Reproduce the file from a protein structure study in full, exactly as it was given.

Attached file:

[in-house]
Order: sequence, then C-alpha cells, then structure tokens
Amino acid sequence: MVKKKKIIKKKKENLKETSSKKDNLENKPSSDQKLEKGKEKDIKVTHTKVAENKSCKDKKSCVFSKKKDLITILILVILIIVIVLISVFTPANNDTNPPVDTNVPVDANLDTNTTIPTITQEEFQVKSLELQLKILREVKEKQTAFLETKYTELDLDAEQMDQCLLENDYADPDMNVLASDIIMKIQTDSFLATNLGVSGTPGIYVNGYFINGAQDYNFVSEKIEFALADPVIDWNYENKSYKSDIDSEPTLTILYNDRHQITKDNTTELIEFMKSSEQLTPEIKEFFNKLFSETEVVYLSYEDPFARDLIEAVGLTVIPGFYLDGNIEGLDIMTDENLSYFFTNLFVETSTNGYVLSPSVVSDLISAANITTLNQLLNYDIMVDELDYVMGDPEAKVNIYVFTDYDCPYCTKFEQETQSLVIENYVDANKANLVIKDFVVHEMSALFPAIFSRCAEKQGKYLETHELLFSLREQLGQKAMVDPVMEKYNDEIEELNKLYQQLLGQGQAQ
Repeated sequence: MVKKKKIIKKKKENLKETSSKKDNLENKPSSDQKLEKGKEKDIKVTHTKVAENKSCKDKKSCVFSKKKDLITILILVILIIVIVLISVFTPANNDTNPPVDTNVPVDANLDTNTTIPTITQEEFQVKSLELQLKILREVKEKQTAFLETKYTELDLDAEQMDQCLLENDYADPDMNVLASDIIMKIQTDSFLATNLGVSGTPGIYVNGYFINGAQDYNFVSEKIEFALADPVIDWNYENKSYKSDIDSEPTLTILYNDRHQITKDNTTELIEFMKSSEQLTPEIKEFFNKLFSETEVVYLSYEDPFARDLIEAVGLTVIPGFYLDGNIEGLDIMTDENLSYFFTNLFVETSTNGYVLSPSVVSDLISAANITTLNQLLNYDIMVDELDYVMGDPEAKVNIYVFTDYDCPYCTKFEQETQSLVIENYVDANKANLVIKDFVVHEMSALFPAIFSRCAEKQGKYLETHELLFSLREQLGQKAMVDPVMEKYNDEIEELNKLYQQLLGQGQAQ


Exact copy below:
[in-house]
Order: sequence, then C-alpha cells, then structure tokens
Amino acid sequence: MVKKKKIIKKKKENLKETSSKKDNLENKPSSDQKLEKGKEKDIKVTHTKVAENKSCKDKKSCVFSKKKDLITILILVILIIVIVLISVFTPANNDTNPPVDTNVPVDANLDTNTTIPTITQEEFQVKSLELQLKILREVKEKQTAFLETKYTELDLDAEQMDQCLLENDYADPDMNVLASDIIMKIQTDSFLATNLGVSGTPGIYVNGYFINGAQDYNFVSEKIEFALADPVIDWNYENKSYKSDIDSEPTLTILYNDRHQITKDNTTELIEFMKSSEQLTPEIKEFFNKLFSETEVVYLSYEDPFARDLIEAVGLTVIPGFYLDGNIEGLDIMTDENLSYFFTNLFVETSTNGYVLSPSVVSDLISAANITTLNQLLNYDIMVDELDYVMGDPEAKVNIYVFTDYDCPYCTKFEQETQSLVIENYVDANKANLVIKDFVVHEMSALFPAIFSRCAEKQGKYLETHELLFSLREQLGQKAMVDPVMEKYNDEIEELNKLYQQLLGQGQAQ
Repeated sequence: MVKKKKIIKKKKENLKETSSKKDNLENKPSSDQKLEKGKEKDIKVTHTKVAENKSCKDKKSCVFSKKKDLITILILVILIIVIVLISVFTPANNDTNPPVDTNVPVDANLDTNTTIPTITQEEFQVKSLELQLKILREVKEKQTAFLETKYTELDLDAEQMDQCLLENDYADPDMNVLASDIIMKIQTDSFLATNLGVSGTPGIYVNGYFINGAQDYNFVSEKIEFALADPVIDWNYENKSYKSDIDSEPTLTILYNDRHQITKDNTTELIEFMKSSEQLTPEIKEFFNKLFSETEVVYLSYEDPFARDLIEAVGLTVIPGFYLDGNIEGLDIMTDENLSYFFTNLFVETSTNGYVLSPSVVSDLISAANITTLNQLLNYDIMVDELDYVMGDPEAKVNIYVFTDYDCPYCTKFEQETQSLVIENYVDANKANLVIKDFVVHEMSALFPAIFSRCAEKQGKYLETHELLFSLREQLGQKAMVDPVMEKYNDEIEELNKLYQQLLGQGQAQ